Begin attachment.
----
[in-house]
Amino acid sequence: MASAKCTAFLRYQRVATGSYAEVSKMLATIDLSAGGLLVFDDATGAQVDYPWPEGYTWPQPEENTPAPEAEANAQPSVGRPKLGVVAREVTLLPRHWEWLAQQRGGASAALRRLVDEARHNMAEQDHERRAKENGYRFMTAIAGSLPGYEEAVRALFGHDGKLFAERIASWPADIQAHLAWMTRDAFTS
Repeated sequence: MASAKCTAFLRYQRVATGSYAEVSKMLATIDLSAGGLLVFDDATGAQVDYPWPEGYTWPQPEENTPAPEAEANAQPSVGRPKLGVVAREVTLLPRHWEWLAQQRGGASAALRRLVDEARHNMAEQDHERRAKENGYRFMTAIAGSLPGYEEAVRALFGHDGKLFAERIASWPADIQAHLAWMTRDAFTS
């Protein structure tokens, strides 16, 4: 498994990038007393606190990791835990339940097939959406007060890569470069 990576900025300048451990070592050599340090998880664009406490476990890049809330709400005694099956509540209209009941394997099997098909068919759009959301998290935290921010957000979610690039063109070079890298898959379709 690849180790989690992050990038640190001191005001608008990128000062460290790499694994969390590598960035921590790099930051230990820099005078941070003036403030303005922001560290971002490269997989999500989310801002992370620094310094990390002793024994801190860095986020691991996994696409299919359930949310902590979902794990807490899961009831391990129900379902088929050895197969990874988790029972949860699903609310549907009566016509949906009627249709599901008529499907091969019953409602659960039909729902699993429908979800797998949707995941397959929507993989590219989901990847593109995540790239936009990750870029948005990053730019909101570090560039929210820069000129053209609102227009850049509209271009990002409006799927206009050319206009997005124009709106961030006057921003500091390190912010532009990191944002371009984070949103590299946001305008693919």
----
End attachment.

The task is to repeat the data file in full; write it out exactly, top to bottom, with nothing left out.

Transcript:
[in-house]
Amino acid sequence: MASAKCTAFLRYQRVATGSYAEVSKMLATIDLSAGGLLVFDDATGAQVDYPWPEGYTWPQPEENTPAPEAEANAQPSVGRPKLGVVAREVTLLPRHWEWLAQQRGGASAALRRLVDEARHNMAEQDHERRAKENGYRFMTAIAGSLPGYEEAVRALFGHDGKLFAERIASWPADIQAHLAWMTRDAFTS
Repeated sequence: MASAKCTAFLRYQRVATGSYAEVSKMLATIDLSAGGLLVFDDATGAQVDYPWPEGYTWPQPEENTPAPEAEANAQPSVGRPKLGVVAREVTLLPRHWEWLAQQRGGASAALRRLVDEARHNMAEQDHERRAKENGYRFMTAIAGSLPGYEEAVRALFGHDGKLFAERIASWPADIQAHLAWMTRDAFTS
């Protein structure tokens, strides 16, 4: 498994990038007393606190990791835990339940097939959406007060890569470069 990576900025300048451990070592050599340090998880664009406490476990890049809330709400005694099956509540209209009941394997099997098909068919759009959301998290935290921010957000979610690039063109070079890298898959379709 690849180790989690992050990038640190001191005001608008990128000062460290790499694994969390590598960035921590790099930051230990820099005078941070003036403030303005922001560290971002490269997989999500989310801002992370620094310094990390002793024994801190860095986020691991996994696409299919359930949310902590979902794990807490899961009831391990129900379902088929050895197969990874988790029972949860699903609310549907009566016509949906009627249709599901008529499907091969019953409602659960039909729902699993429908979800797998949707995941397959929507993989590219989901990847593109995540790239936009990750870029948005990053730019909101570090560039929210820069000129053209609102227009850049509209271009990002409006799927206009050319206009997005124009709106961030006057921003500091390190912010532009990191944002371009984070949103590299946001305008693919």